Whether you’re a first year or a finalist, ways of studying this year are completely new and, for many of us, these first few weeks have been full of teething problems and time spent adjusting to a new working style. If you’re feeling out of your depth with the new working style – you’re not on your own! There are, however, a couple of things I have found useful to make blended (or completely remote, if you’re isolating!) studying more manageable.Continue reading “Remote Studying: 5 Tips for the ‘New Normal’”
In these unprecedented times under this pandemic, with a lockdown that will only be eased gradually in the UK, it is understandable that some may be concerned about how to start or how to continue their dissertation projects. Here are some tips and suggestions to encourage you to keep going!
Many people come to university and realise that the way they used to learn new information in school just does not seem to be efficient at university. It can be a difficult transition and it can seem like you’re starting from square one again. However, knowing the different types of learner you may be can help you be more effective in your studying!
Read below to discover the different type (or types!) of learner you could be and try out some of the tips to know for sure!
Finding it difficult to maintain your concentration when revising or don’t know if your studying is efficient enough? Next thing you know you’re taking an extended break that was meant to only last 5 minutes. Trust me, we’ve all been there. With exams being around the corner though, it’s important to study smarter, not harder. Try out some of these apps and hopefully watch your concentration and work output improve!
Missing lectures is an often unavoidable part of the student lifestyle. Every now and again a clash will arise, or circumstances will mean that you can’t make it into uni. Whatever the reason, absences happen occasionally and you might end up missing important lessons. Here are a few tips to make sure that missing the odd lecture doesn’t set you back, and that you stay on top of your course content.
Creative writers know better than anyone the pain and necessity for editing work and they often spend months perfecting draft after draft. Katie shares tips and ideas from the writing toolbox that can shortcut some of the most common pitfalls and help refine your dissertation into a masterpiece…By Katie Hall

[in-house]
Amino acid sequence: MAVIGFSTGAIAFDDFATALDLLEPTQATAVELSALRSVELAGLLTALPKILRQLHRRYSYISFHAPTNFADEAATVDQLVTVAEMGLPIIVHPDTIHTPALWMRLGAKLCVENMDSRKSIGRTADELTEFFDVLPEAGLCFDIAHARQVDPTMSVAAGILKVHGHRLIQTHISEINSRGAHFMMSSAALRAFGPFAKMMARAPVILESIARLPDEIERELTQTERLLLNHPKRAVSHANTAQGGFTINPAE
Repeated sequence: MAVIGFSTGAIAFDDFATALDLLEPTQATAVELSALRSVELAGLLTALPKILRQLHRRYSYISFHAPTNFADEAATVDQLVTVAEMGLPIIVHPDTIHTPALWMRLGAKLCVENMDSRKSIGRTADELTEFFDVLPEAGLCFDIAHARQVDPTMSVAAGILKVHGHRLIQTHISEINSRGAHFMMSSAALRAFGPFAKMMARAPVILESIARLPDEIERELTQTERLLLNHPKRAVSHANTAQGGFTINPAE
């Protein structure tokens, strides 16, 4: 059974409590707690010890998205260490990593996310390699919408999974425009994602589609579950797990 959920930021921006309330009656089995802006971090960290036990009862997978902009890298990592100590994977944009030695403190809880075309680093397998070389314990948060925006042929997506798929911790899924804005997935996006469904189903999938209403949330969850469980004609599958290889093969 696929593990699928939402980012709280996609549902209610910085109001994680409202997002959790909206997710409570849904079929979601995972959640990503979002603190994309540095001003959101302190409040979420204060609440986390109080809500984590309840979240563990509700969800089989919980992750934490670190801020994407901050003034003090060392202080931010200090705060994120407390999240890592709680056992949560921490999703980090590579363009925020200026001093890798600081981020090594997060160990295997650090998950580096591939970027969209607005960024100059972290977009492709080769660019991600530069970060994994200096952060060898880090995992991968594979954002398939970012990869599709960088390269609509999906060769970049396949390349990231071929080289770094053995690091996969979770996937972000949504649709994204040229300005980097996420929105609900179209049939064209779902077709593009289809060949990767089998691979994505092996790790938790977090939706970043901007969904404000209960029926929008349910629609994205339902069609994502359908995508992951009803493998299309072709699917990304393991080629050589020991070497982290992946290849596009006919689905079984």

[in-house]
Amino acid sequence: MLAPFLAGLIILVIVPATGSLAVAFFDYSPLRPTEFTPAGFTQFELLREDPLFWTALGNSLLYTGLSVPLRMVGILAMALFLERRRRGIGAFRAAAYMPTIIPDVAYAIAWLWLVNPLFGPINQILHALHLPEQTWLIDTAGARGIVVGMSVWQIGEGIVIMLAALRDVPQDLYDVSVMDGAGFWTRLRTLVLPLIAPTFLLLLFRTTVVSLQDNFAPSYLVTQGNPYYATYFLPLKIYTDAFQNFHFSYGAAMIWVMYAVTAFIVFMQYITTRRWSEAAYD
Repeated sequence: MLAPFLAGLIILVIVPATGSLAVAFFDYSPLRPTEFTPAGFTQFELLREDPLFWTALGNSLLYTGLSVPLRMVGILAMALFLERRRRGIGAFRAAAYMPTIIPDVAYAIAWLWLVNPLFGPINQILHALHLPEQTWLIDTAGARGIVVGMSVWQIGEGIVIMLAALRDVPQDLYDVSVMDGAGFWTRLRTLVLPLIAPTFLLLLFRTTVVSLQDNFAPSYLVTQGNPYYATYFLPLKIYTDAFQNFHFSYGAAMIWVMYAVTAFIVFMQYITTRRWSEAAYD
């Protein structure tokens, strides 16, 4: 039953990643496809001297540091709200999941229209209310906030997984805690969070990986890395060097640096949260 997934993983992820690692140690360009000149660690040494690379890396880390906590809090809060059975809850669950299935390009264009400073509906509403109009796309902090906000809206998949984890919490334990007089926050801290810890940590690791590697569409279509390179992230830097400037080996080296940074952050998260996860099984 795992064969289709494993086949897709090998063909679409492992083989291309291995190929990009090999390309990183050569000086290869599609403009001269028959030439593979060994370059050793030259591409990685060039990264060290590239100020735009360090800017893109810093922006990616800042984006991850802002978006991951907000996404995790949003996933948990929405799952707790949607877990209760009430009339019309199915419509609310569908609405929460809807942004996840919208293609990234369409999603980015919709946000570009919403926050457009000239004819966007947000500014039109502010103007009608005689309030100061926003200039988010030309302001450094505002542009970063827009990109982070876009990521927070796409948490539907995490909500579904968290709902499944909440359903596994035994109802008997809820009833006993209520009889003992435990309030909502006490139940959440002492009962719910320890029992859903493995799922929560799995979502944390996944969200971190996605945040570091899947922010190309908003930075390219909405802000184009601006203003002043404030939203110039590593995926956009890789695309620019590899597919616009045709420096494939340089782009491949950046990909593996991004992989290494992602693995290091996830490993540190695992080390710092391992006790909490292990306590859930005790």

Ironically, teaching isn’t an entirely one-way process. While talking out loud, and finding the clearest ways to articulate yourself, you get quite a good deal as a teacher. And there’s no need to take a professional qualification to reap these benefits because you can even just help your friends…By Ciara Brodi
It is often the practical component of a degree that is the most interesting! However, they can be very challenging, as they often occur in the same week where there are lots of lectures to attend! Fear not for this guide aims to help you balance both commitments!… By Kayvon Taee
Unsure whether a final year research project or dissertation is for you? Interested in creative ways to build your skills and confidence for employers? Want more than just to be told what knowledge is important? To see how students can drive and shape their own learning experience at Warwick, Katie explores the possibilities and opportunities in research for taught students…By Katie Hall
As reading week rolls around you might find yourself wondering exactly what it means to write academically at university level. Ultimately, practice makes perfect and the more academic work you read the more it’ll make sense what is expected of you. But for your first few assignments, here’s some advice on how to learn to write academically… By Amy Preston Continue reading “What is academic writing?”